Sights & Sites: Sheila R. Colla
Sheila Colla has lived in Toronto her whole life. She is currently an Assistant Professor at York University in the Faculty of Environmental Studies where she researches the conservation of declining native species including bumble bees. She is a co-author of The Bumble Bees of North America: An Identification Guide, Princeton University Press, 2014
I asked her the question: What is the most interesting, unusual or beautiful sight to see in one of our ravines or forests?"
One of my favourite plants to come across in Toronto is Orange touch-me-not (Impatiens campensis). It is a common native plant found growing in moist soils along creeks or in ditches at many sites in Toronto. Most recently I found it along the path behind Evergreen Brickworks. Here below are the reasons this plant give me joy:
a) Flower shape- The flower is unusual with its large opening and long tapered nectar spur. This shape is likely the result of millions of years of coevolution with its key pollinators- hummingbirds and long-tongued bumblebees. The pollinator has to stick in it's beak or tongue deep into the flower, getting covered by pollen in the process. By producing nectar at the base of the long spur, Orange touch-me-nots attempt to avoid the nectar being taken by pollinators which may be less efficient. But some insects have figured out another way. If you look at the back of the flower you may see it has been pierced by a "nectar-robber"- a short-tongued bee (like the Large Carpenter bee, Xylocopa virginica) which bit into the flower to suck out the nectar.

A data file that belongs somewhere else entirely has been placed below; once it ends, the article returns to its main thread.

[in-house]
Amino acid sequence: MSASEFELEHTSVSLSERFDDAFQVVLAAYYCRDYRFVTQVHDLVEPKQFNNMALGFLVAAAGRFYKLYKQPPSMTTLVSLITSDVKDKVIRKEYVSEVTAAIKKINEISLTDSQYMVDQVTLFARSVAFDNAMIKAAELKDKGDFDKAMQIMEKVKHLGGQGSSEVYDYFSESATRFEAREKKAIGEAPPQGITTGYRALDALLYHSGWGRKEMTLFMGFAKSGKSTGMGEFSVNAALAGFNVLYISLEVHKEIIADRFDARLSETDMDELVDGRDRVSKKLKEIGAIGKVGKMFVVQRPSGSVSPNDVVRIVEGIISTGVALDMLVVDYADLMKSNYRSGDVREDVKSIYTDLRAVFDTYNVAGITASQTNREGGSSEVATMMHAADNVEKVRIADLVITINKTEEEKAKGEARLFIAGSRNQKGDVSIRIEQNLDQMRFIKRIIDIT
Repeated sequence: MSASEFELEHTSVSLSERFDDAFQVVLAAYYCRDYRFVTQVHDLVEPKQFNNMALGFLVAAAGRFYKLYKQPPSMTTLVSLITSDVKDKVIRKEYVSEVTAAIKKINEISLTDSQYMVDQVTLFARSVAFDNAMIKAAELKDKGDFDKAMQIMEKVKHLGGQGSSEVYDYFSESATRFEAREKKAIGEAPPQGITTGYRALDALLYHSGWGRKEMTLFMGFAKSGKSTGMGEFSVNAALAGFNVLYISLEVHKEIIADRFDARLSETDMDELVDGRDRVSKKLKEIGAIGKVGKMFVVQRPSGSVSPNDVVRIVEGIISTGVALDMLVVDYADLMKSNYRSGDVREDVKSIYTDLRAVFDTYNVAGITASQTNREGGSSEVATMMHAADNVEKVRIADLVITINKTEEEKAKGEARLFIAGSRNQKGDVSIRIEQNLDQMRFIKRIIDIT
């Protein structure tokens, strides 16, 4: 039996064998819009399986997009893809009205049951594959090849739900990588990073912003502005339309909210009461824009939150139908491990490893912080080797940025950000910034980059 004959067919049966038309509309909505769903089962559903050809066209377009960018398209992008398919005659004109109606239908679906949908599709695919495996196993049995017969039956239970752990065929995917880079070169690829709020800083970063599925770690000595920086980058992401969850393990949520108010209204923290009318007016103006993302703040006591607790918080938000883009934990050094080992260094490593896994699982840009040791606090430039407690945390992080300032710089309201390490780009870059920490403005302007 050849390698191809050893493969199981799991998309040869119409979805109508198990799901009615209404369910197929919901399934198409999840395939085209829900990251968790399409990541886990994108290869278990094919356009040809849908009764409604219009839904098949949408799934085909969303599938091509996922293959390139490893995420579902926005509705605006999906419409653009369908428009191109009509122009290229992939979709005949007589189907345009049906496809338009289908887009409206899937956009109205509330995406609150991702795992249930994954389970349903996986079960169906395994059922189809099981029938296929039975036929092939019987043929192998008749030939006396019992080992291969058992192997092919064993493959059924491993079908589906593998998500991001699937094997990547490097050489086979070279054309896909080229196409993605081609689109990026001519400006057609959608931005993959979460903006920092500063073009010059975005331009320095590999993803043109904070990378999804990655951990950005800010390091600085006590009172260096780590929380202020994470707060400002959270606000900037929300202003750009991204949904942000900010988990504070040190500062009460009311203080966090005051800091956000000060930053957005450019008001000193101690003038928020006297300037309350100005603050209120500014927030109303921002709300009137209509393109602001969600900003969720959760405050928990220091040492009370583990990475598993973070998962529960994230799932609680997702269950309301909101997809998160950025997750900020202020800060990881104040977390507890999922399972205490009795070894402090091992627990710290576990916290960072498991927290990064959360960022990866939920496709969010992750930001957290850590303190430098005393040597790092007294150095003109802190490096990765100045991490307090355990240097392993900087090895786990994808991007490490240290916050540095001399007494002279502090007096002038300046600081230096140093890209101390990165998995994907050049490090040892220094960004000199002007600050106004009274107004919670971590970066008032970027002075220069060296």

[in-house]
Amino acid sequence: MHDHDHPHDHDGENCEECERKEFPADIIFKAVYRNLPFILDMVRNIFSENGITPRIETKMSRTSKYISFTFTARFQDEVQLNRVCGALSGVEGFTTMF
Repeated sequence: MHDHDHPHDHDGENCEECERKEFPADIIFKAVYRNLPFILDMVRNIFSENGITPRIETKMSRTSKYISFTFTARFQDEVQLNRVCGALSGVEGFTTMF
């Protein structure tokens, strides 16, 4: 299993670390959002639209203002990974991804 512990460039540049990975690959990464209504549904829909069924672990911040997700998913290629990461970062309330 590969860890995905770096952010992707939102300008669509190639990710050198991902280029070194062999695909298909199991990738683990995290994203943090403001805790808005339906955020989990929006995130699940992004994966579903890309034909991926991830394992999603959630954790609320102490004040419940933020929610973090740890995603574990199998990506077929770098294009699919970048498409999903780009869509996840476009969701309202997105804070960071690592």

b) Bursting pods- It's common name 'touch-me-not' likely comes from the projectile seeds which burst from ripe seed pods at the slightest touch. This adaptation allows seeds to disperse away from their "mother" plant to have a better chance of getting sunlight. Bursting pods is a fun pastime for children and adults alike. Try it, the surprise does not get old!
c) Hummingbirds- What more can I say. Any plant which attracts hummingbirds for my viewing pleasure is a winner!
d)Unassuming but beautiful- The plant represents so much of what I love about native wildlife in Ontario. You may have walked right by it without realizing it as the flowers are numerous but small. Their colour varies from pale orange to almost red- burst of bright spots in an otherwise green bush. When you do stop to notice it and closely observe it, you get a glimpse of its ecological role, relationships with other species and its evolutionary history.
Photos at the top of this post courtesy of Sheila R. Colla.